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" O God! methinks it were a happy life, To be no better than a homely swain; To sit upon a hill, as I do now, To carve out dials quaintly, point by point, Thereby to see the minutes how they run, How many make the hour full complete; How many hours bring... "
Tremaine: Or, The Man of Refinement - Page 286
by Robert Plumer Ward - 1825
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Theatre and Religion: Lancastrian Shakespeare

Richard Dutton, Alison Gail Findlay, Richard Wilson - History - 2003 - 267 pages
...retyred and gyven to studdy'. 21 Robert Parsons and the plight of Shakespeare's first Lancastrian king O God! Methinks it were a happy life To be no better than a homely swain. To sit upon a hill, as I do now; To carve out dials quaintly, point by point, Thereby to see the minutes...
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John Clare: Poems of the Middle Period, 1822-1837: Volume V

John Clare - Literary Collections - 1996 - 858 pages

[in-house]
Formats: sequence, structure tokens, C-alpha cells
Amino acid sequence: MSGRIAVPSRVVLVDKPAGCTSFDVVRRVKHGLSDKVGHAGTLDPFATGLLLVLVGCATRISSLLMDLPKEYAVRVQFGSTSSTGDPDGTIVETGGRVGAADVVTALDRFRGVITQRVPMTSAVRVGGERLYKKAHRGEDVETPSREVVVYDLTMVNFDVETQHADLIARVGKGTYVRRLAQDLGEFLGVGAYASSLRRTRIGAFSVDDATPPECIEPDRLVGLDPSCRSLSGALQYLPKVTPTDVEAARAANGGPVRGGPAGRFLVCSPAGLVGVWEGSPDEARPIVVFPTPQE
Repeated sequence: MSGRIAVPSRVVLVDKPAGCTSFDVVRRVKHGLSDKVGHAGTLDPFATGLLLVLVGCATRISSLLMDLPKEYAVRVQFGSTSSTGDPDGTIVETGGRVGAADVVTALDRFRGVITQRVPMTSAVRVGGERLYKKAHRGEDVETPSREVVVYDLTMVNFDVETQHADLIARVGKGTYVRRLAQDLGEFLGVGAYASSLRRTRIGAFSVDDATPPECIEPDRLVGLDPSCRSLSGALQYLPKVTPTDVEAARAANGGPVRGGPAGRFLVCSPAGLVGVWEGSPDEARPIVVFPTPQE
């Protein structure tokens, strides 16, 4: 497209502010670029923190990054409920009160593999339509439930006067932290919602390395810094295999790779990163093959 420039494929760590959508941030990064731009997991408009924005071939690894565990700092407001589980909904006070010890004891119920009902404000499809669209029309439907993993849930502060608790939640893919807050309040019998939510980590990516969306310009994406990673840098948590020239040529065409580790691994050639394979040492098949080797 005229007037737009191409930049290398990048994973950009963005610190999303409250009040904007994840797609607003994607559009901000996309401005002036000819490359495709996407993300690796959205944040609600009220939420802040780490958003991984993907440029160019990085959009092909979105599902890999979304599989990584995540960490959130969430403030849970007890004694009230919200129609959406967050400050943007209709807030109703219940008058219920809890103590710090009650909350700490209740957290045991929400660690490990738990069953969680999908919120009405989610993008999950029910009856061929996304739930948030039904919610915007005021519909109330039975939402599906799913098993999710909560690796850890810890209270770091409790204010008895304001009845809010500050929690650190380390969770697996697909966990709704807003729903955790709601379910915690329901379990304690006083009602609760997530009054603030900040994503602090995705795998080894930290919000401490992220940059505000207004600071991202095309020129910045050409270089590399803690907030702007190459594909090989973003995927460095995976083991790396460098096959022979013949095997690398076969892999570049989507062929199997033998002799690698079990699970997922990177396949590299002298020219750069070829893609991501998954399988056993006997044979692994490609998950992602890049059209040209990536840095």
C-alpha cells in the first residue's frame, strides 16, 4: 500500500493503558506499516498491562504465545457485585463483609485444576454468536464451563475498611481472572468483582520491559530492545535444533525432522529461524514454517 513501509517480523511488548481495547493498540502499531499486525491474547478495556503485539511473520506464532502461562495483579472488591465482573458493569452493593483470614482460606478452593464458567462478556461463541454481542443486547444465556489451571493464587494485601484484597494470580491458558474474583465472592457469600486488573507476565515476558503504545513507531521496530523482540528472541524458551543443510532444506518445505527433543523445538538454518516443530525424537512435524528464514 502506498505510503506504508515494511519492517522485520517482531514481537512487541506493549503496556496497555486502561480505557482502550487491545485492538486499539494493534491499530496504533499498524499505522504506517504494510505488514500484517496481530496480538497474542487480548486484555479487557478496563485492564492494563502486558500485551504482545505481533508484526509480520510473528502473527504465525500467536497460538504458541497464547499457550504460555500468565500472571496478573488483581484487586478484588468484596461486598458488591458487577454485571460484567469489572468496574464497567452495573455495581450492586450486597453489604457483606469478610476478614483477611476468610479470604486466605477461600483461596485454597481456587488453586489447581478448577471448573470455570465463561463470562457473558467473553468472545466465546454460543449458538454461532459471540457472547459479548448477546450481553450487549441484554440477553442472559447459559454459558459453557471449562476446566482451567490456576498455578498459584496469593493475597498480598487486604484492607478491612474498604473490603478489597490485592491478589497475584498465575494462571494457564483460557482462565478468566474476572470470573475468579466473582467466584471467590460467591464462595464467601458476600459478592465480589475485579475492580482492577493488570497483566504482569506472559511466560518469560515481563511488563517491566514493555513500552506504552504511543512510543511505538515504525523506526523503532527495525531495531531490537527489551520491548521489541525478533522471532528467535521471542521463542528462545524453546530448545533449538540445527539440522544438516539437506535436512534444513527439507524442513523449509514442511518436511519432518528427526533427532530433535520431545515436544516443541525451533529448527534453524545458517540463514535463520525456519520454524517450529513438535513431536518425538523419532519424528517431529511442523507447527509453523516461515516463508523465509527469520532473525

...VI, ii. 5. 2 1 -2, and is quoted by Howitt on p. 111 to precede the month of May: O God! nu-thinks it were a happy life To be no better than a homely swain 14 n. Cut away I5n. Cut away i. 234-5 The morning air is rich to meet 8n. Cut away i. 235-6 Hw glrs...
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The Cambridge Companion to Shakespeare's Poetry

Patrick Cheney - Literary Criticism - 2007
...especially important, because it features Henry VI as a Spenserian author-figure, the shepherdking: 'O god! methinks it were a happy life / To be no better than a homely swain; / To sit upon a hill, as I do now, / To carve out dials quaintly, point by point' (3 Henry VI 2. 5....
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